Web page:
The story just left us stunned. We had known about the atrocities that had happened during the genocide, but to hear these horrible details coming from someone we ourselves knew...how could he have talked about the politics of the genocide with such detachment at lunch yesterday? We hadn't known whether he was Tutsi or Hutu yesterday. Now we knew all too intimately. It really struck us how resilient the human spirit can be. These people had all been through so much, yet they put on a brave face and still find reasons to smile and try to get on with their lives. We had seen so many smiling faces in Rwanda, we had gotten such a warm reception from people. We felt guilty for being fairly ignorant of the genocide when it was happening. It was impossible to process all of these feelings at the time. Johnson said that we would go to the genocide memorial in the morning. He apologized and said that he didn't know if he would be able to go in with us. His father and brothers are buried there, and he has a very hard time going there with clients. After hearing his tragic story, the last thing we expected him to do was to accompany us through a memorial that he was so emotionally bound to. The conversation in the Land Rover lasted for over an hour, and it emotionally exhausted all of us.
We were all very quiet, and Johnson stopped at a convenience store to buy some banana beer for Craig to try. It came in a sealed plastic bottle and was very potent (around 14% alcohol). Craig thought it tasted more like a barley wine or a hard cider than beer. The banana beer got us talking again as we approached Kigali and the sun was setting.
Johnson drove us to the Novotel Kigali and we checked in. I usually fill out the paperwork while we are traveling, and I just automatically filled out the check-in form here. The women working at the desk seemed very surprised, and looked to Craig to see if that was alright with him. They made a joke about not usually seeing the woman fill out the papers, and we laughed. It was interesting to us that even at a business hotel like this which must see a fair amount of international travelers, the employees were taken aback by a woman filling out the official documents when clearly there was a man present who could be doing it instead. We tried to call Will and Kate on Johnson's cell phone but there was no answer. We were hoping that we would be able to hook up with them tonight in Kigali. We needed to talk to someone. And we needed some distraction.
We said goodbye to Johnson and headed up to our room (#506). It was weird, because you had to keep the key card in a slot on the wall in order for the electricity to be engaged. I wondered if that was so you couldn't waste electricity by leaving the room with lights on. We talked for a while, trying to sort out our feelings. Today had been such a bipolar day. The gorilla experience had been totally invigorating and we had been on a natural high. But listening to Johnson's accounts of what happened to his family left us feeling empty inside. We crashed hard. Eventually Craig got in touch with Will on the phone. He and Kate were in Lake Kivu and were planning a day trip to the Congo the next day. They were having a great time. He chatted with them about the gorilla trekking and about Johnson (as they had become friends with him as well). We promised to keep in touch. We were a little disappointed that we would be on our own for this last night, especially with all of the emotional highs and lows of the day. We opened the drawer of the nightstand. Instead of the usual French/German/English Bible that had been present in most of our hotel rooms thus far, there were instead two packages of condoms. There was a note saying to feel free to use them or take them with you. This was very encouaging for an African country with such a problem with AIDS. I wrote for a while and then we went down to dinner on the outside patio.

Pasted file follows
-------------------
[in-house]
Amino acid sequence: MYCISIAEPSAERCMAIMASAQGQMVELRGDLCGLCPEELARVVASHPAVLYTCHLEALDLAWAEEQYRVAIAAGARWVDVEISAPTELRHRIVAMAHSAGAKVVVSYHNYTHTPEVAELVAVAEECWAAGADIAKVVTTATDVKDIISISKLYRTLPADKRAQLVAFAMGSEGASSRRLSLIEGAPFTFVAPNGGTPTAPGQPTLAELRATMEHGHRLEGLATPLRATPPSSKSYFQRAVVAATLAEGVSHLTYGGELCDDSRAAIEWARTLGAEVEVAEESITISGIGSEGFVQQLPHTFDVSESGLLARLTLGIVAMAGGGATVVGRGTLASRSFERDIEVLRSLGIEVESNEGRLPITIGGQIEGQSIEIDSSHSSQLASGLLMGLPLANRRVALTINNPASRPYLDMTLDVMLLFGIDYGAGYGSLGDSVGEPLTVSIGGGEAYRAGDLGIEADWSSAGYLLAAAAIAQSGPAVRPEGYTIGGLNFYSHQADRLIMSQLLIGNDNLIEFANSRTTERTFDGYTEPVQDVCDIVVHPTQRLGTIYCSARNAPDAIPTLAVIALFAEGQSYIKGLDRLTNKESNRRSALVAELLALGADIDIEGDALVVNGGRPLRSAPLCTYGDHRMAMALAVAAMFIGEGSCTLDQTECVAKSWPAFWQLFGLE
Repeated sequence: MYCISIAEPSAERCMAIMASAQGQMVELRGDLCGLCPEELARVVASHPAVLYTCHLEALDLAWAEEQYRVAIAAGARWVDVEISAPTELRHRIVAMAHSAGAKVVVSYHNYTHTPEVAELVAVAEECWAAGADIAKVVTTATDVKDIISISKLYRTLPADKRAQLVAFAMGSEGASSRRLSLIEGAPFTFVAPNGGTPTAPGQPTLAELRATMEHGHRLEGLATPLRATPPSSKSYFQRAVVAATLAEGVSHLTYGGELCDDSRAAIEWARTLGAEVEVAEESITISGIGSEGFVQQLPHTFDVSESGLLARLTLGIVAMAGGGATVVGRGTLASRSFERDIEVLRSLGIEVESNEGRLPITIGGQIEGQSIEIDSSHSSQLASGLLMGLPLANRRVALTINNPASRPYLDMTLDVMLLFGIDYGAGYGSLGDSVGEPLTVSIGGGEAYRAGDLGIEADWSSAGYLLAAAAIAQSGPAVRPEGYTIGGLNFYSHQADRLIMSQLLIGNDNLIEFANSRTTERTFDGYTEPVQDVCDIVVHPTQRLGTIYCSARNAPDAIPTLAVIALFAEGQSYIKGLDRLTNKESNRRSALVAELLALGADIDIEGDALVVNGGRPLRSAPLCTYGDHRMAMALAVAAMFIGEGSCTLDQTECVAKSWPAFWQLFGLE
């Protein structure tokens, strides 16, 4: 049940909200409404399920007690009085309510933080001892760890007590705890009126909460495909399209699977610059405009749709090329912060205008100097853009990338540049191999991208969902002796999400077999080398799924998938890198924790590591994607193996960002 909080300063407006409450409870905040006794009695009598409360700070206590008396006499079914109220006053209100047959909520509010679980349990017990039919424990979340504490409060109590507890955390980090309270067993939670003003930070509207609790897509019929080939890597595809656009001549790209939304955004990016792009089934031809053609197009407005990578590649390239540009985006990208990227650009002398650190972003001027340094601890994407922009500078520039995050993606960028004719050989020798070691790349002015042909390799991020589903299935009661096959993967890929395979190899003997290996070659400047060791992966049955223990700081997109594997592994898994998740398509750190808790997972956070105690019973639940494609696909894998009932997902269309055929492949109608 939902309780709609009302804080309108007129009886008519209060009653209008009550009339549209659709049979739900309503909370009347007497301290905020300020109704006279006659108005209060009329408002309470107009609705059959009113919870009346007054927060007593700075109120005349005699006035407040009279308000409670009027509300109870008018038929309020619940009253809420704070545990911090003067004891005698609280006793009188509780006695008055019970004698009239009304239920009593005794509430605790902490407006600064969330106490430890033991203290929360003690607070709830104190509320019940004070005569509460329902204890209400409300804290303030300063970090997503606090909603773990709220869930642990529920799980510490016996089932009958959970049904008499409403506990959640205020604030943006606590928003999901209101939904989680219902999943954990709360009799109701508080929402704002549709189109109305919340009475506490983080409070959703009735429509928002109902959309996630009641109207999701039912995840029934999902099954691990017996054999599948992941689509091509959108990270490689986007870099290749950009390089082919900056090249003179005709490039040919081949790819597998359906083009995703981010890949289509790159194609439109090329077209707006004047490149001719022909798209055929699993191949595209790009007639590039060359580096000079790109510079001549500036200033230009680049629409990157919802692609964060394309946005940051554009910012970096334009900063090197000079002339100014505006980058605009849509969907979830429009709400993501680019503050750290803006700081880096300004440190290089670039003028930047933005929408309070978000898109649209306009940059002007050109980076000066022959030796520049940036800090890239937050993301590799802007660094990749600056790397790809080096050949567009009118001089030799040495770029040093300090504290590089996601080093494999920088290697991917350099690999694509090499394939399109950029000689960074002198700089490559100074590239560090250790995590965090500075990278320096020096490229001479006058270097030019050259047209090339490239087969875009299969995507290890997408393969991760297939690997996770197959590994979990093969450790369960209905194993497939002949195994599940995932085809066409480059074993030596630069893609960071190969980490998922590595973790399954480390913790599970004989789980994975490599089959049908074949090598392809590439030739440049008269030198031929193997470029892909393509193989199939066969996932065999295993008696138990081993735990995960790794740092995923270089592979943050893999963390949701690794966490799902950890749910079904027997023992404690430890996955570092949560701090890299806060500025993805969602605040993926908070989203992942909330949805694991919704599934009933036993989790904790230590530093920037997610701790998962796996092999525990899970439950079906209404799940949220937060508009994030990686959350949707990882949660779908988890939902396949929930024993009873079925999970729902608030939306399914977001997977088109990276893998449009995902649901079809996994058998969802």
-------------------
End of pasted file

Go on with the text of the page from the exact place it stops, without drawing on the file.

There was a band playing some classic American music, such as Eric Clapton. There were a lot of people eating and drinking and enjoying the music, but we didn't feel festive. We felt out of place in the city. We wandered around looking at the food options. There was an indoor buffet with quiche, pasta salad, salad, rolls, etc. And there was a barbecue pit outside where a chef was cooking shish kebabs(beef and goat) to order, as well as North African hot merguez sausage. As we wandered around, we were pleasantly surprised to see Barbara and Filipe. We hadn't known they would even be in Kigali tonight, let alone at the same hotel. We were really happy to join them. The camaraderie helped to take our minds off of things. We got some food and I had some white wine and Craig had a Mutzig beer. We hung out chatting with Barbara and Filipe until around 10, then went back to the room, packed our bags for the journey home, and went to bed.
Watch a mom and baby gorilla scamper away
(20 second clip)
Watch two baby gorillas wrestle
(20 second clip)
Watch a mother and baby gorilla eat
(20 second clip)
Watch a mother and baby gorilla eat
(20 second clip)
Watch the park's largest silverback eat
(20 second clip)